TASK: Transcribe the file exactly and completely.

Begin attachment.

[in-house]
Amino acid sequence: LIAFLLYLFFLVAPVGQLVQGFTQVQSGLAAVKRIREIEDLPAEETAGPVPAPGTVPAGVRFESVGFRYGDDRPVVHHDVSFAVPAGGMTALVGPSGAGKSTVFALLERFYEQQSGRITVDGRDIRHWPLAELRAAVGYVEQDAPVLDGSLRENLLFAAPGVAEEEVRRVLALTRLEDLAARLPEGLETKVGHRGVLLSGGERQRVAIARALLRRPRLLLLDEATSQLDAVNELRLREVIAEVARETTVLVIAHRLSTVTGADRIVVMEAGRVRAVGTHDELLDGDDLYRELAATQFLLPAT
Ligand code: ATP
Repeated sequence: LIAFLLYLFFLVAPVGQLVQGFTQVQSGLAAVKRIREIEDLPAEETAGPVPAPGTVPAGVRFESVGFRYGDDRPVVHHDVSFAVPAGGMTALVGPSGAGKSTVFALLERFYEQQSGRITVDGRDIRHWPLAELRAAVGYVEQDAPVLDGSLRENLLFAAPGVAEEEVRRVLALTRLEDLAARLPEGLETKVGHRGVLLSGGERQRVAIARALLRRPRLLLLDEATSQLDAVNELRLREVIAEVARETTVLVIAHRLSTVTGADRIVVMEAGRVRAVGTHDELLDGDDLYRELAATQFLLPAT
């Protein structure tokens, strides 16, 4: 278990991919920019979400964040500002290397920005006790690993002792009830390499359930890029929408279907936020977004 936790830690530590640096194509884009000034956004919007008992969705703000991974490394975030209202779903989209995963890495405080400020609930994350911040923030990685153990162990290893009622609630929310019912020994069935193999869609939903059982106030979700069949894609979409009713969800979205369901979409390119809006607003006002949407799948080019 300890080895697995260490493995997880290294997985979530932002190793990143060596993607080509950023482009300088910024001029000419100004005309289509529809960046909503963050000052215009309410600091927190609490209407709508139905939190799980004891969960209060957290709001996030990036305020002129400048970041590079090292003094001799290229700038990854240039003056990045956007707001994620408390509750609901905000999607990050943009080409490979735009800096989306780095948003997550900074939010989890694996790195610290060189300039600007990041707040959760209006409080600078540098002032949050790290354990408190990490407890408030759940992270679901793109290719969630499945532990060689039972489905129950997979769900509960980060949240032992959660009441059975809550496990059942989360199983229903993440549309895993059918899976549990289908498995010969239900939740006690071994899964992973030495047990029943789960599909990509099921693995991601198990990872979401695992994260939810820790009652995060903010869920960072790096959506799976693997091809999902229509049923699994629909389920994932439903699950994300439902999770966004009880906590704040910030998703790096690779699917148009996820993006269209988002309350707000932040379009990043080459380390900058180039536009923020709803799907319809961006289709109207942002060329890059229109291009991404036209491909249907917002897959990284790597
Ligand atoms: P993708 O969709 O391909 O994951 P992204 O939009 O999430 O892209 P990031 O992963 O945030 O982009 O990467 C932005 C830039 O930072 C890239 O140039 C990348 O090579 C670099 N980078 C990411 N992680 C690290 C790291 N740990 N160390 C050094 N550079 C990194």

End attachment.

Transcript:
[in-house]
Amino acid sequence: LIAFLLYLFFLVAPVGQLVQGFTQVQSGLAAVKRIREIEDLPAEETAGPVPAPGTVPAGVRFESVGFRYGDDRPVVHHDVSFAVPAGGMTALVGPSGAGKSTVFALLERFYEQQSGRITVDGRDIRHWPLAELRAAVGYVEQDAPVLDGSLRENLLFAAPGVAEEEVRRVLALTRLEDLAARLPEGLETKVGHRGVLLSGGERQRVAIARALLRRPRLLLLDEATSQLDAVNELRLREVIAEVARETTVLVIAHRLSTVTGADRIVVMEAGRVRAVGTHDELLDGDDLYRELAATQFLLPAT
Ligand code: ATP
Repeated sequence: LIAFLLYLFFLVAPVGQLVQGFTQVQSGLAAVKRIREIEDLPAEETAGPVPAPGTVPAGVRFESVGFRYGDDRPVVHHDVSFAVPAGGMTALVGPSGAGKSTVFALLERFYEQQSGRITVDGRDIRHWPLAELRAAVGYVEQDAPVLDGSLRENLLFAAPGVAEEEVRRVLALTRLEDLAARLPEGLETKVGHRGVLLSGGERQRVAIARALLRRPRLLLLDEATSQLDAVNELRLREVIAEVARETTVLVIAHRLSTVTGADRIVVMEAGRVRAVGTHDELLDGDDLYRELAATQFLLPAT
């Protein structure tokens, strides 16, 4: 278990991919920019979400964040500002290397920005006790690993002792009830390499359930890029929408279907936020977004 936790830690530590640096194509884009000034956004919007008992969705703000991974490394975030209202779903989209995963890495405080400020609930994350911040923030990685153990162990290893009622609630929310019912020994069935193999869609939903059982106030979700069949894609979409009713969800979205369901979409390119809006607003006002949407799948080019 300890080895697995260490493995997880290294997985979530932002190793990143060596993607080509950023482009300088910024001029000419100004005309289509529809960046909503963050000052215009309410600091927190609490209407709508139905939190799980004891969960209060957290709001996030990036305020002129400048970041590079090292003094001799290229700038990854240039003056990045956007707001994620408390509750609901905000999607990050943009080409490979735009800096989306780095948003997550900074939010989890694996790195610290060189300039600007990041707040959760209006409080600078540098002032949050790290354990408190990490407890408030759940992270679901793109290719969630499945532990060689039972489905129950997979769900509960980060949240032992959660009441059975809550496990059942989360199983229903993440549309895993059918899976549990289908498995010969239900939740006690071994899964992973030495047990029943789960599909990509099921693995991601198990990872979401695992994260939810820790009652995060903010869920960072790096959506799976693997091809999902229509049923699994629909389920994932439903699950994300439902999770966004009880906590704040910030998703790096690779699917148009996820993006269209988002309350707000932040379009990043080459380390900058180039536009923020709803799907319809961006289709109207942002060329890059229109291009991404036209491909249907917002897959990284790597
Ligand atoms: P993708 O969709 O391909 O994951 P992204 O939009 O999430 O892209 P990031 O992963 O945030 O982009 O990467 C932005 C830039 O930072 C890239 O140039 C990348 O090579 C670099 N980078 C990411 N992680 C690290 C790291 N740990 N160390 C050094 N550079 C990194």